Archive for May, 2007

D-Link DHP-300/301 BoPL adapters = junk

Maybe I won the SPC challenge and got the bad one, but it’s D-Link so there’s a pretty good chance you could win too.

One of the D-Link “HD” BoPL adapters that I got for my wireless link to bridge the network between the guy’s house (where the cable connection is) and his garage (where the antenna and radio are mounted) called it quits a couple of weeks ago after 6 weeks of use. When I first got them and plugged them in they ran so hot that I immediately assumed that D-Link’s BoPL adapters are the force behind climate change.

The thing got so hot that it managed to reflow the solder around the pins of header J2 on the board opposite the one with the heat sink.

D-Link DHP-300 over heated

Even ignoring the fact that the thing ultimately failed, it sucked anyway. Typical latencies of 80ms were just acceptable given that it was just a bridge to a cable internet connection, but frequent occurrences over multiple consecutive hours of 3000+ ms latencies just blew. More than once I got pissed off enough waiting that I switched to using my dial-up connection. The problem was probably noise from something, but there was nothing different running off of his electrical panel when it happened. It could have been a neighbor that shares the same transformer, but given that the signal doesn’t seem to make it past where the neutral is bonded to ground I’d hope that they’ve got enough signal headroom to overcome outside noise.

So with one of the units non-functional (the BoPL side of the unit is non-responsive) I’ve now run some indoor cat5e across the guy’s yard (which is both cheaper at about $10 of cable as opposed to 2 of the $100 DHP-300s and a heck of a lot more responsive with <1ms latencies) until he digs a hole to add onto his house this summer (at which point I’ll bury some outdoor cat5e). I don’t even really have a use for them anymore (nor want to use them anywhere with their sucky 3000+ ms latencies) I’m not even sure if I’m going to bother dealing with getting D-Link to warranty them. Perhaps I can convince them to send me some network cards instead. If you work for D-Link give me a shout!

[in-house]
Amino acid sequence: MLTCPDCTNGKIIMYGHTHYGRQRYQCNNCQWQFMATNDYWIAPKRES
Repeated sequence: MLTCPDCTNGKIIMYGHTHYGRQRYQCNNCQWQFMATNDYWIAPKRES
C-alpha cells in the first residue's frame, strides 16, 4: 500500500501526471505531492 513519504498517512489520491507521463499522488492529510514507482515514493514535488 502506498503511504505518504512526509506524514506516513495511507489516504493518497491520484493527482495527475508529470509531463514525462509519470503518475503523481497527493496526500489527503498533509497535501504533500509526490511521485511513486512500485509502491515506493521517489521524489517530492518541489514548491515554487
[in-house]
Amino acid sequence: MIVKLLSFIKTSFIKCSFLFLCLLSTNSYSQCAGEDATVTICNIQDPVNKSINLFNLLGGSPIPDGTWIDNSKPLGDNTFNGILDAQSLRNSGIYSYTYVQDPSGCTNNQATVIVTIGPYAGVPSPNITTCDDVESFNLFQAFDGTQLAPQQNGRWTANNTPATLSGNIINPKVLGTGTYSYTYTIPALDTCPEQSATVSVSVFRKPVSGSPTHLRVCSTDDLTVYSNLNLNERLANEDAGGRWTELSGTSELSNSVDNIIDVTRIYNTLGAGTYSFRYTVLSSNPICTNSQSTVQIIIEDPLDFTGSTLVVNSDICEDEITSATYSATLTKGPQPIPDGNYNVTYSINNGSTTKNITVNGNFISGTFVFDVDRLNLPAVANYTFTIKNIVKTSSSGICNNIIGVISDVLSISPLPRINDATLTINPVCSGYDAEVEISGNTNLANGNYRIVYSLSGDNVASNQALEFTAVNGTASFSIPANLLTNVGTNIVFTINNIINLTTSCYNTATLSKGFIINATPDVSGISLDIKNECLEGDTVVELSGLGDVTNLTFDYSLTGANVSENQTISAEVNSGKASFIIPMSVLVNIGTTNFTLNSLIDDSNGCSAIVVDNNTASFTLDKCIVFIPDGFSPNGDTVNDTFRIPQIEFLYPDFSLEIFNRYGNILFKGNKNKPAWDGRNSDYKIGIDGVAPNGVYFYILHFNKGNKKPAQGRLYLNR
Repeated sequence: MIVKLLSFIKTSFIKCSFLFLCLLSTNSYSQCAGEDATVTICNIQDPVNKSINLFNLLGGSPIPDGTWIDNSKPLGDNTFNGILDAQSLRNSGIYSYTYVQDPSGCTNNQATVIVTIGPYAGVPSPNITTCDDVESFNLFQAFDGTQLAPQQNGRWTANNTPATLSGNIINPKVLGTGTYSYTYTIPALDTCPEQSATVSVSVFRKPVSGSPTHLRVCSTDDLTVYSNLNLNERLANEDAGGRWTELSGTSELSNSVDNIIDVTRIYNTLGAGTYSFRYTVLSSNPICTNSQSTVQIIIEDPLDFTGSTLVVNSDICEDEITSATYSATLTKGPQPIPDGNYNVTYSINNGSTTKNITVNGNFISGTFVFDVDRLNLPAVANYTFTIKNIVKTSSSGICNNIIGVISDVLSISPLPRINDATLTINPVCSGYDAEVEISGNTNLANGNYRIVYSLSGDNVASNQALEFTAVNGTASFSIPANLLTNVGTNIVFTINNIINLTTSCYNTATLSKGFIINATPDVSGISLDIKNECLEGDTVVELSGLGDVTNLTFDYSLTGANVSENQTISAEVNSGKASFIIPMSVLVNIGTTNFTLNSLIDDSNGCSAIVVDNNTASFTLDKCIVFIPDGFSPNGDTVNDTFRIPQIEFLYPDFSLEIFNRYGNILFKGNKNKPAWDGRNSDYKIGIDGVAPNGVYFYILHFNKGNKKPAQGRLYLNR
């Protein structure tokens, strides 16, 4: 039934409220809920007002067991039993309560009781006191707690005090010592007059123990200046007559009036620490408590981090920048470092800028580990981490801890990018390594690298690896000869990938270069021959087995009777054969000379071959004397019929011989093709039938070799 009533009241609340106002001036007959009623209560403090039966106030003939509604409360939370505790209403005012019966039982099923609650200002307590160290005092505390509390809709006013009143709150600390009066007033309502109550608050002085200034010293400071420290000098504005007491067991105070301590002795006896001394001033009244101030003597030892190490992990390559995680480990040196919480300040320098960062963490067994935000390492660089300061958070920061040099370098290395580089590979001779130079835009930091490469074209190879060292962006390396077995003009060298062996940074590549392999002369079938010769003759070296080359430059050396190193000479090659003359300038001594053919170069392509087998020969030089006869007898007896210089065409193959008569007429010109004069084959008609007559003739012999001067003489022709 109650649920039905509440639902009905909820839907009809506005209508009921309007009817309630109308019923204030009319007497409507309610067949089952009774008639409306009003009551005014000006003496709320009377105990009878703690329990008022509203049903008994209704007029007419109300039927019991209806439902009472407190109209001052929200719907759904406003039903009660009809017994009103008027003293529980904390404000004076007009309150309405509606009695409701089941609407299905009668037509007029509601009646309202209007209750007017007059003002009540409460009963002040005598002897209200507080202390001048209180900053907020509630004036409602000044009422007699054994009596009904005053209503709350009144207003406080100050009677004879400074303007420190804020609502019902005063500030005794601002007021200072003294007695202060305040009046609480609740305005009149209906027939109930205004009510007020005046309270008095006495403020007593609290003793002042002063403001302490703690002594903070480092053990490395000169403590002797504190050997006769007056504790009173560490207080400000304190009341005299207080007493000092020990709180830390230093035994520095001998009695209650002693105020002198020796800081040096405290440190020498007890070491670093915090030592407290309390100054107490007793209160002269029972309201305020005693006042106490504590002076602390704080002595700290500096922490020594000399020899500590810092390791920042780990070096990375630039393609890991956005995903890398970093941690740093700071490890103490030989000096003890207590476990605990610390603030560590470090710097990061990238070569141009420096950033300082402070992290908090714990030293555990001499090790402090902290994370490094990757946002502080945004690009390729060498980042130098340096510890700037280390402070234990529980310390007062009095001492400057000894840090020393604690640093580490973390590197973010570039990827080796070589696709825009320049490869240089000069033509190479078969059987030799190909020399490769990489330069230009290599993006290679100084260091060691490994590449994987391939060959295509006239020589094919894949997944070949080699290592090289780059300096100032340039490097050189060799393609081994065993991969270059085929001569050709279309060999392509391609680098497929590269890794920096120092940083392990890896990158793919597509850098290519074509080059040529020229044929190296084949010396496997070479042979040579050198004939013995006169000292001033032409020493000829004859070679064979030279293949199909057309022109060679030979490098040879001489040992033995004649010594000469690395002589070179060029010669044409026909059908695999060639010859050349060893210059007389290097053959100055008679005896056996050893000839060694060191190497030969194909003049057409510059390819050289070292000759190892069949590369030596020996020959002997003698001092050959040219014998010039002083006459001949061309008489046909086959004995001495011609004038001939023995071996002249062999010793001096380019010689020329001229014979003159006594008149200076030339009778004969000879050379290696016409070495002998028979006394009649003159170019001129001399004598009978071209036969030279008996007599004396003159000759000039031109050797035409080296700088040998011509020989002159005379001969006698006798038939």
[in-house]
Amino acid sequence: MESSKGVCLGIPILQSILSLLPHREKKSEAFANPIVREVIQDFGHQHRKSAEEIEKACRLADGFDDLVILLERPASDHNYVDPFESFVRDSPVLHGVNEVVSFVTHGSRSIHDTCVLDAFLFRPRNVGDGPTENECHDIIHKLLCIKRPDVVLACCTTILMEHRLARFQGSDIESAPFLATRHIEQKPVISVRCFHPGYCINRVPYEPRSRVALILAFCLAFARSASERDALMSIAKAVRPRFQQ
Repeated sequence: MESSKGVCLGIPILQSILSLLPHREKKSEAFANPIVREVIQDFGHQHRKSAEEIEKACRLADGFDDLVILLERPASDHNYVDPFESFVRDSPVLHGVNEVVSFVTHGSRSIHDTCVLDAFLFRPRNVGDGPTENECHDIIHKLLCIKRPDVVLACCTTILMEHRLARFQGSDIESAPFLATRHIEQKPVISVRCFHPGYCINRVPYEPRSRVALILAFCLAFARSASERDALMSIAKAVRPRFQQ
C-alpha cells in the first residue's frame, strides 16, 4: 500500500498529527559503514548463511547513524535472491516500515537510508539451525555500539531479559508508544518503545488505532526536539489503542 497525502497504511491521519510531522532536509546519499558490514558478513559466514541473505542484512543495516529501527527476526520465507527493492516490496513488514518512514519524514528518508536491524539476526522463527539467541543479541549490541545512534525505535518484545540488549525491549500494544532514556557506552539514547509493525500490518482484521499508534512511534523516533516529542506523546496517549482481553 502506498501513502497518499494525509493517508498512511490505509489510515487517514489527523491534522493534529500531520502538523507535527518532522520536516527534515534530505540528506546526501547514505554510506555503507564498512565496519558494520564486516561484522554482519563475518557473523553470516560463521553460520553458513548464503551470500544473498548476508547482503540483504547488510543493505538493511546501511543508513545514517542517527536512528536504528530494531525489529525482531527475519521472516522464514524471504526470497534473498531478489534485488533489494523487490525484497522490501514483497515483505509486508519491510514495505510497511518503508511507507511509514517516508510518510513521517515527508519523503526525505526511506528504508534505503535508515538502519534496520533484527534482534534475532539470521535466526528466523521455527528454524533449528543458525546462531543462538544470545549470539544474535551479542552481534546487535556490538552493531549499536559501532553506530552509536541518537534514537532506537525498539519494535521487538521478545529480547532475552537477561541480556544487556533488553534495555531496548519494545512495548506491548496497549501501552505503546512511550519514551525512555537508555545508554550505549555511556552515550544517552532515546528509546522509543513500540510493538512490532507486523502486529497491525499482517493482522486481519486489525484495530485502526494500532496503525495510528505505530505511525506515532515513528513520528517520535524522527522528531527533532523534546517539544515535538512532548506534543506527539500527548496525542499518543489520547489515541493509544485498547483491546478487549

In any case, I guess I’ll go back to my assertion that pretty much the only reliable thing that D-Link sells is their DFE-538TX 10/100 PCI network cards.

28 comments May 30th, 2007

Apache SpamAssassin 3.2.0 released!

For those of you who missed it, we released Apache SpamAssassin 3.2.0 on May 2nd after a few RCs and a bit of pestering people to test it out. Most of the bugs people encountered in the final release were with their integration software not adhering to API requirements that haven’t changed in ages. There’s a few other bugs that will be fixed in a soon to be released (I hope) 3.2.1… nothing of major concern to most people that would prevent you from upgrading to 3.2.0 now though.

Justin Mason outlined a number of key features introduced in 3.2.0 in his posting here. Two other things I’d add off the top of my head are the support of Mail::SPF which is the current SPF reference implementation (it does away with a lot of legacy crude present in Mail::SPF::Query and generally works a lot better) and the new “whitelist_auth” option that allows a user to whitelist a sender that passes any of DKIM, DomainKeys or SPF. It’s basically whitelist_from_dkim, whitelist_from_dk and whitelist_spf all rolled into one. The benefit is that an end-user doesn’t have to know which (or keep track of changes in which) form of email auth a user/domain is using.

It looks like I was pretty close on calling the release time frame too. In this post, on September 1, 2006, I guessed at late winter or early spring. I went skiing the last week of April and we released during the first week of May. Can’t get much better than that! I just hope I didn’t delay the release on some subconscious level.

Oh, the newest release of SpamAssassin will catch more spam (than older versions) for you too. Go figure.

Add comment May 27th, 2007

Canada Post couldn’t format a proper email if their business depended on it…

…and it does. Below is the header from a mail generated by an “email this tracking page to somebody” web request via their website. WTF is “+0000 (EST)” in the Date field value. Really. Is it Canada Post that sucks, SAP, or both. Well I know for the most part Canada Post sucks and, well, SAP sucking on this point wouldn’t surprise me at all.

This really reinforces my feeling that their panic inspired product e-Post probably sucks and is likely prone to getting caught up in anti-spam systems.

In any case, being dumb costs you. For this stupidity SpamAssassin awards you with: INVALID_TZ_EST 2.601 2.065 2.265 2.696 DATE_IN_PAST_03_06 2.299 1.394 1.306 0.044

Which is:

4.9 for set 0 — which lucky for them is the only thing that hits in set 0.
3.459 for set 1 — it’s a good thing the body is formatted to avoid checksum database hits.
Set 2 and 3 scores are pretty safe as long as the user’s bayes database doesn’t take off in the wrong direction (I hit BAYES_50).

Oh yeah, they forge the mail from: too! Idiots.

Return-Path: <>
Received: from OT1LF900.CPC ( [])
        by (8.13.8/8.13.8) with SMTP id l4FKMgXq005778
        for <>; Tue, 15 May 2007 16:22:43 -0400
Received: from ( by OT1LF900.CPC via smtp
         id 0969_7d2e5b8a_034c_11dc_8ee3_0002b3da1013;
        Tue, 15 May 2007 21:26:36 -0400
Received: from ([]) by with Microsoft SMTPSVC(6.0.3790.211);
         Tue, 15 May 2007 16:22:42 -0400
Date: Tue, 15 May 2007 16:22:41 +0000 (EST)
Subject: =?iso-8859-1?Q?Event_Notification_/_Avis_d’activit=E9?=
Message-ID: <>
MIME-Version: 1.0
Importance: Normal
X-Priority: 3 (Normal)
X-Mailer: SAP Web Application Server 6.40
Content-Type: text/plain;
X-OriginalArrivalTime: 15 May 2007 20:22:42.0226 (UTC) FILETIME=[CA55D120:01C7972E]

Add comment May 15th, 2007


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